CPLR 3404 does not preclude a motion to restore more than one year after an action is marked off the calendar. It is just that if the motion is made after more than one year, then, in addition to the usual showing required when a motion to restore is made within a year — a proper and sufficient statement of readiness setting forth the reasons for the acts or omissions that led to the action being marked off and good cause for its restoration, and an affidavit showing that there is merit to the action (see, 22 NYCRR 660.4 [d] ; 660.5 [d] , eff up to Jan. 6, 1986) — the movant must also overcome a presumption of abandonment (Marco v Sachs, 10 N.Y.2d 542; Stavrou v Abravos-Vernadakis, P.C., 109 A.D.2d 676 [1st Dept]; Morhaim v Morhaim, 81 A.D.2d 790, 791 [1st Dept]). This is simply to require a closer review of the activity in the case from the time that it was marked off the calendar. If the plaintiff has been diligent in making the case ready for trial throughout the period that it was off calendar, the presumption of abandonment will be overcome, and the court will issue an order putting into effect various clerical processes designed to make sure that the case is called for trial in its proper turn.
With this I do not think the majority would disagree. Yet, somehow, it concludes that this action should be deemed abandoned because, in opposing defendants' motion to dismiss, plaintiffs did not make an adequate showing of merit. But merit, presumably, is something plaintiffs had already shown in connection with their motion to restore made in August 1984 (22 NYCRR 660.4 [d] ), which motion was granted over opposition. In effect, the majority is requiring from plaintiffs a second showing of merit on a second motion to restore because a first motion to restore had not fully accomplished its purpose within a year.
The only question that was before the court on the instant motion to dismiss pursuant to CPLR 3404 was why it should have taken plaintiffs so long to implement the order of restoration by filing a new note of issue. The entire dispute herein arises out of the unfortunate circumstance that Special Term, in granting plaintiffs' motion to restore, did not limit plaintiffs' time to file a new note of issue and thereby implement its order. It was a gap in the court's order which was filled in by the denial of defendants' motion to dismiss. It was as if the court had resettled or clarified its order of restoration to provide that plaintiffs should have 11 months to file a new note of issue.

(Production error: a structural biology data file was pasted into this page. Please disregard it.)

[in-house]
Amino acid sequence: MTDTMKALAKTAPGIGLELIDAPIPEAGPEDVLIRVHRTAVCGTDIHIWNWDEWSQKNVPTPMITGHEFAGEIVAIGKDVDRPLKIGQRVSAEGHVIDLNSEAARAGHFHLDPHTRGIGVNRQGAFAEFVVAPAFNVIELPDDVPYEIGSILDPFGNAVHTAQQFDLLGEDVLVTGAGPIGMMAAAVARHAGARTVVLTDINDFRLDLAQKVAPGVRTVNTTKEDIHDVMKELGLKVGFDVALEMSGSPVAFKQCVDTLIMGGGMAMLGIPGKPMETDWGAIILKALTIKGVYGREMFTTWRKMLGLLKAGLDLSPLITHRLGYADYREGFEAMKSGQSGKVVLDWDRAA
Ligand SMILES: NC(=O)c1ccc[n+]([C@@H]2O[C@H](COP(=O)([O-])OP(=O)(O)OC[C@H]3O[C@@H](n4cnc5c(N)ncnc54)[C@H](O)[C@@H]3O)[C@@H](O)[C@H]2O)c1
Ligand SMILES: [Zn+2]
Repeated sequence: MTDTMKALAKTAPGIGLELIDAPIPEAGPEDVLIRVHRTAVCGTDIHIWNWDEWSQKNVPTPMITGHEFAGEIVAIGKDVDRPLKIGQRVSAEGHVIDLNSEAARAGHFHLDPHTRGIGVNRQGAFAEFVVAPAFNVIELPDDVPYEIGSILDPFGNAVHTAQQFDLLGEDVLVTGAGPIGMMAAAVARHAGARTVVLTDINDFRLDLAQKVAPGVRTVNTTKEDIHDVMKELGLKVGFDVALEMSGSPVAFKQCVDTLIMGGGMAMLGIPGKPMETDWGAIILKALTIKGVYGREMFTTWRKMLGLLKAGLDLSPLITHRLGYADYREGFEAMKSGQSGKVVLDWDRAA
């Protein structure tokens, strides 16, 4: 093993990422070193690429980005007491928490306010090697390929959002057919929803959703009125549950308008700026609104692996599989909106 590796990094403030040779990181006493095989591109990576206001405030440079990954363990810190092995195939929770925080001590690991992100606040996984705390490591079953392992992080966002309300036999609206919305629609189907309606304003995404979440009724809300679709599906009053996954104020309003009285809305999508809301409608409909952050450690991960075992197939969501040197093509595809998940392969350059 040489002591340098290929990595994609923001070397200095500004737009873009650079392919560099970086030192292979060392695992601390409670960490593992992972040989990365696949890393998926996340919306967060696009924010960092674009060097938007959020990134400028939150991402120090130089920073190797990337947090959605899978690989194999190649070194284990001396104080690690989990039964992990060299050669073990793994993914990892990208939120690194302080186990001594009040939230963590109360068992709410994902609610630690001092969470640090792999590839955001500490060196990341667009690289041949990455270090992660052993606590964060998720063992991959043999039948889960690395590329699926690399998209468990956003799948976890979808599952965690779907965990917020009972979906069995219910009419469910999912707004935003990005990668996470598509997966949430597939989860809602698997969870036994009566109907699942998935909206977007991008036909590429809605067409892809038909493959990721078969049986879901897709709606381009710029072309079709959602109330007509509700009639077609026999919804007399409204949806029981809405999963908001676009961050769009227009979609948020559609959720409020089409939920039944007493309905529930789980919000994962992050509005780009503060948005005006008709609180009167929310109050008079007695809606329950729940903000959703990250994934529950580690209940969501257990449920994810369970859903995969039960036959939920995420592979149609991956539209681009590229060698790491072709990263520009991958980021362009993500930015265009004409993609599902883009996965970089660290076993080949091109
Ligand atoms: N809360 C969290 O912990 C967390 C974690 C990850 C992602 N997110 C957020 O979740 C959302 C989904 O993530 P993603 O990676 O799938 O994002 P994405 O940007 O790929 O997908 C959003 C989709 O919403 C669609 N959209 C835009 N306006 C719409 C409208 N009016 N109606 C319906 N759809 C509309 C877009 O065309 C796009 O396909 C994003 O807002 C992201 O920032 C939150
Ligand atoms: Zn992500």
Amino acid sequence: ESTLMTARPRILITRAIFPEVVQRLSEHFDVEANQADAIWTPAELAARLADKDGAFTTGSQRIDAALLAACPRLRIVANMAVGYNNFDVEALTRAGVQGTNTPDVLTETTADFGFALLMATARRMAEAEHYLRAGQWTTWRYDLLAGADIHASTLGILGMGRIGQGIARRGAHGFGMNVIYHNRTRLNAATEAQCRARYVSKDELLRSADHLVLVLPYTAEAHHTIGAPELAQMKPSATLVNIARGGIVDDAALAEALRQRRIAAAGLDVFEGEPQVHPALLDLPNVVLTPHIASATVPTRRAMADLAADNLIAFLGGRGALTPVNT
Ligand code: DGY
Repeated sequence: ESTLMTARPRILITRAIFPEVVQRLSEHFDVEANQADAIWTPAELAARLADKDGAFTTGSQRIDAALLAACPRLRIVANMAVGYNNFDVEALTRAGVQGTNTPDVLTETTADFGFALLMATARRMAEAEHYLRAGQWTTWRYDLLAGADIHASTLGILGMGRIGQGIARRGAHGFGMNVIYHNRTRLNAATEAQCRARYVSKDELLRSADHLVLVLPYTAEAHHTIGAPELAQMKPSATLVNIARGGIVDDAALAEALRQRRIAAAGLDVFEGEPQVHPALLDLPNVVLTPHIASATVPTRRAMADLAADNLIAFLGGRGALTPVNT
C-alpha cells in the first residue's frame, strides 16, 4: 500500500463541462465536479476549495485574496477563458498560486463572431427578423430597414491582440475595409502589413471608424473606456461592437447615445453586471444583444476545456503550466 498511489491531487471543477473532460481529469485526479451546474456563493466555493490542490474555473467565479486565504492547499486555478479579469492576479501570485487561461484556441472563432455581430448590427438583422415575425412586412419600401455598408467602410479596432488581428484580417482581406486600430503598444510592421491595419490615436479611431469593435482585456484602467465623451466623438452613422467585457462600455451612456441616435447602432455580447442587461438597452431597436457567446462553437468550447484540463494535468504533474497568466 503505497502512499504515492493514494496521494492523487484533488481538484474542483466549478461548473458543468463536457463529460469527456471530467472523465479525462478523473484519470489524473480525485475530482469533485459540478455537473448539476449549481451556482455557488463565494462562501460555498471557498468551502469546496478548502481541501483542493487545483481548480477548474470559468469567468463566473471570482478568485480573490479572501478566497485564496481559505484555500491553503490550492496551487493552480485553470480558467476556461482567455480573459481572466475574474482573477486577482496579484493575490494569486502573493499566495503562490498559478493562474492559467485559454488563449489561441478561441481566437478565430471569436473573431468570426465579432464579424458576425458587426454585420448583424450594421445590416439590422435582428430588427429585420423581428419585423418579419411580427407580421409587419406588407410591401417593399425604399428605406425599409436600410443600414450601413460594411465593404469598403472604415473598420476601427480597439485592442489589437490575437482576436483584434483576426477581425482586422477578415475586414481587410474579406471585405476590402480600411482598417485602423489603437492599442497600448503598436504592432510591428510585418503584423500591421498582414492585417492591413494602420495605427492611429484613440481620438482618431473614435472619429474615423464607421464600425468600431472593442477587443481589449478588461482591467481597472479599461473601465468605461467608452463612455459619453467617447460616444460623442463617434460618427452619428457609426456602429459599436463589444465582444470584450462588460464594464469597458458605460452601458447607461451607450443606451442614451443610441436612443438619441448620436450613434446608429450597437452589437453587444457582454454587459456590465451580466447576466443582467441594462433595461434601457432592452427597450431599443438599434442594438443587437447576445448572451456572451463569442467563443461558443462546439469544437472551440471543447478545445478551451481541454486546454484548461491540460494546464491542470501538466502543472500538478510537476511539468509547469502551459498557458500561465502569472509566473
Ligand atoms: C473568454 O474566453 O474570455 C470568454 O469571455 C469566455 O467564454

Did the court abuse its discretion in granting plaintiffs such a lengthy period of time to implement its order? Clearly not. Trial courts should have wide discretion in the implementation of their own orders, especially when such bear upon the management of their own calendars. Here, apparently, Special Term concluded that plaintiffs were busy during this 11-month period obtaining updated medical reports without which the trial could not in any event have gone forward, and that there was never an intention to abandon the case after it had been marked off. The record is ample to sustain this conclusion. Apparently too, Special Term discerned no prejudice to defendants by reason of the note of issue having been filed in August 1985, and not by May 1985 as defendants say it should have been. Nor do I.
Plaintiffs' cross motion for an order "permitting the restoration to the trial calendar, nunc pro tunc, of the instant action" should have been denied as unnecessary and academic. The action was already on the calendar, a status achieved when the clerk accepted plaintiffs' note of issue on August 19, 1985. Had the clerk rejected plaintiffs' note of issue, then there would have been some purpose to plaintiffs moving for an order vacating an automatic dismissal by the clerk and restoring the action to the calendar (see, Morhaim v Morhaim, supra).
Accordingly, defendants' motion to dismiss the action pursuant to CPLR 3404 should have been denied, and plaintiffs' cross motion to restore the action to the calendar should have been denied as academic.